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dc.contributor.authorAndersson Rolf, Amanda
dc.date.accessioned2018-05-03T08:29:26Z
dc.date.available2018-05-03T08:29:26Z
dc.date.issued2018-05-18
dc.date.submitted2017-09-29
dc.identifier.urihttps://www.repository.cam.ac.uk/handle/1810/275464
dc.description.abstractAbstract Thesis Title: Application and Development of Advanced Genetic Tools to Study Adult Stem Cells By: Amanda Andersson Rolf In adult mammals, the gastrointestinal (GI) epithelium exhibits the highest turnover rate among the endodermal tissues. The harsh luminal environment of the GI tract necessitates replenishment of epithelial cells to maintain organ structure and function during routine turnover and injury repair. This delicate balance between gain and loss of cells is called tissue homeostasis, and multipotent tissue specific adult stem cells serve as the continuous source of self-renewal. Due to their important contribution to homeostatic maintenance the proliferative capacity of the stem cells needs to be tightly controlled, as an imbalance can result in diverse pathologies such as cancer or insufficient injury repair. Despite the crucial role for regulatory processes the molecular mechanisms and the genes governing these processes remain poorly understood. Rnf43 and its paralogue Znrf3 (RZ) act as tumour suppressors in the intestine, but their role in the gastric epithelium has not been previously investigated. Using a novel unpublished stomach specific CreERT2 expressing mouse line I found that simultaneous knockout of RZ (RZ DKO) result in gastric hyperplasia of the corpus epithelium. Gastric RZ DKO organoids show independence from the essential growth factor Rspondin-1 but require exogenous Wnt. A similar exogenous Wnt dependence was identified in a human gastric cancer cell line harbouring homozygous Rnf43 inactivating mutations. Thus, Wnt secretion inhibition might provide a new treatment paradigm for a subset of patients carrying Rnf43 mutations. The prominent role of the E3s Rnf43 and Znrf3 in the intestinal and gastric epithelial led to the question of whether other E3s either closely related to RZ or specifically expressed in stem or niche cells could play a role in homeostatic regulation, specifically in the small intestine. Using a retroviral overexpression screen I identified Rnf24 and Rnf122, two E3s that rendered intestinal organoids insensitive to withdrawal of the BMP inhibitor Noggin. Moreover, potential substrate candidates located at the cell surface membrane were identified and the generation of in vivo models initiated to provide a basis for further studies investigating the role of these E3s. In trying to address the function of the abovementioned genes using in vitro functional genetics I identified gaps in the current technology for organoid genetic engineering. I therefore developed two gene editing methods; a gRNA concatemer system allowing simultaneous knockout of multiple genes and CRISPR-FLIP enabling generation of conditional gene knockouts In summary, this thesis describes the first stomach specific knockout of Rnf43 and Znrf3 in the gastric epithelium, showing that it results in gastric hyperplasia located to the corpus epithelium. The dependence of the Rnf43 and Znrf3 knockout epithelium on exogenous Wnt signalling provides a potential treatment strategy for a subset of patients harbouring Rnf43 mutations. Next, it identifies Rnf24 and Rnf122 as E3 ubiquitin ligases involved in intestinal stem cell regulation and provide preliminary data and a basis for future studies. Finally, it describes the establishment of two advanced genetic engineering approaches which can be applied to various in vitro culture systems such as 3D organoids, mouse embryonic stem cells and conventional cell lines. Collectively this work and the developed methods will contribute to our understanding of the mechanisms regulating adult stem cell homeostasis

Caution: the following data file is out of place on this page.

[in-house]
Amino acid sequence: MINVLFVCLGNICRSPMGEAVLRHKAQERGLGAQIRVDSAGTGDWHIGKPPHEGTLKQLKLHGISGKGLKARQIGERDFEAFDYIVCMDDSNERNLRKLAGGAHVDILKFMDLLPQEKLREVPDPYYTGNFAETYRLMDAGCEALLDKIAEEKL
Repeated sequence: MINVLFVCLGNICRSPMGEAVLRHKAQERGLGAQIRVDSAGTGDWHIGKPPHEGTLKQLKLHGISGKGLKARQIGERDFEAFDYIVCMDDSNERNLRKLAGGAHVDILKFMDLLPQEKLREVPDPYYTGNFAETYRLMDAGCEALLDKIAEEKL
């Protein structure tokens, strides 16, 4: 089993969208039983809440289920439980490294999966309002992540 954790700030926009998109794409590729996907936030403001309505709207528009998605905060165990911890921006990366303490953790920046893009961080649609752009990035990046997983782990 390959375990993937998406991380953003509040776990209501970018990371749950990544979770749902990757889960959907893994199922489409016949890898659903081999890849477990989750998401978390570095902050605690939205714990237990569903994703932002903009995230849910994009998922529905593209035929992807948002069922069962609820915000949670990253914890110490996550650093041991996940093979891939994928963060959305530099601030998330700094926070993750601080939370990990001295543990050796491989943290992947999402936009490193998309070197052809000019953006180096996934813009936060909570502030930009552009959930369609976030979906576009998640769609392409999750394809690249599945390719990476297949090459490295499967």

dc.description.sponsorshipMRC
dc.language.isoen
dc.rightsAll rights reserved
dc.rightsAll Rights Reserveden
dc.rights.urihttps://www.rioxx.net/licenses/all-rights-reserved/en
dc.subjectCRISPR
dc.subjectorganoids
dc.subjectadult stem cells
dc.subjectgastrointestinal tract
dc.titleApplication and Development of Advanced Genetic Tools to Study Adult Stem Cells
dc.typeThesis
dc.type.qualificationlevelDoctoral
dc.type.qualificationnameDoctor of Philosophy (PhD)
dc.publisher.institutionUniversity of Cambridge
dc.publisher.departmentGenetics
dc.date.updated2018-05-01T09:51:39Z
dc.identifier.doi10.17863/CAM.22688
dc.publisher.collegeDarwin
dc.type.qualificationtitlePhD
cam.supervisorKoo, Bon-Kyoung
cam.thesis.fundingfalse
rioxxterms.freetoread.startdate2400-01-01


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